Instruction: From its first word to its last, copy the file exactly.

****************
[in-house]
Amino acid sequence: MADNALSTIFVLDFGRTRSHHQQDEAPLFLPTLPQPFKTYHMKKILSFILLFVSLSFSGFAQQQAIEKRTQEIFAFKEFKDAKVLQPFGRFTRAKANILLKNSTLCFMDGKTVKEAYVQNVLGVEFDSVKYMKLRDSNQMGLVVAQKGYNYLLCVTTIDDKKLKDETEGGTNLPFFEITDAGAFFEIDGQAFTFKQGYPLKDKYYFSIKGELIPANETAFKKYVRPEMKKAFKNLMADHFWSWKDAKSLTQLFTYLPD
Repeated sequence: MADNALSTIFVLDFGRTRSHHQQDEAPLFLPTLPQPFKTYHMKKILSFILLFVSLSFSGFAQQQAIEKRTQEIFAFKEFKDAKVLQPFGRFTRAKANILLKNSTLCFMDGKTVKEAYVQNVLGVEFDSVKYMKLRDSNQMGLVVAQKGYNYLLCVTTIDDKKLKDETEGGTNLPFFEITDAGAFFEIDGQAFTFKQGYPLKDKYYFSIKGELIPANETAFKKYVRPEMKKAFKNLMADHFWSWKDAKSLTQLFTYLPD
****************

[in-house]
Amino acid sequence: MADNALSTIFVLDFGRTRSHHQQDEAPLFLPTLPQPFKTYHMKKILSFILLFVSLSFSGFAQQQAIEKRTQEIFAFKEFKDAKVLQPFGRFTRAKANILLKNSTLCFMDGKTVKEAYVQNVLGVEFDSVKYMKLRDSNQMGLVVAQKGYNYLLCVTTIDDKKLKDETEGGTNLPFFEITDAGAFFEIDGQAFTFKQGYPLKDKYYFSIKGELIPANETAFKKYVRPEMKKAFKNLMADHFWSWKDAKSLTQLFTYLPD
Repeated sequence: MADNALSTIFVLDFGRTRSHHQQDEAPLFLPTLPQPFKTYHMKKILSFILLFVSLSFSGFAQQQAIEKRTQEIFAFKEFKDAKVLQPFGRFTRAKANILLKNSTLCFMDGKTVKEAYVQNVLGVEFDSVKYMKLRDSNQMGLVVAQKGYNYLLCVTTIDDKKLKDETEGGTNLPFFEITDAGAFFEIDGQAFTFKQGYPLKDKYYFSIKGELIPANETAFKKYVRPEMKKAFKNLMADHFWSWKDAKSLTQLFTYLPD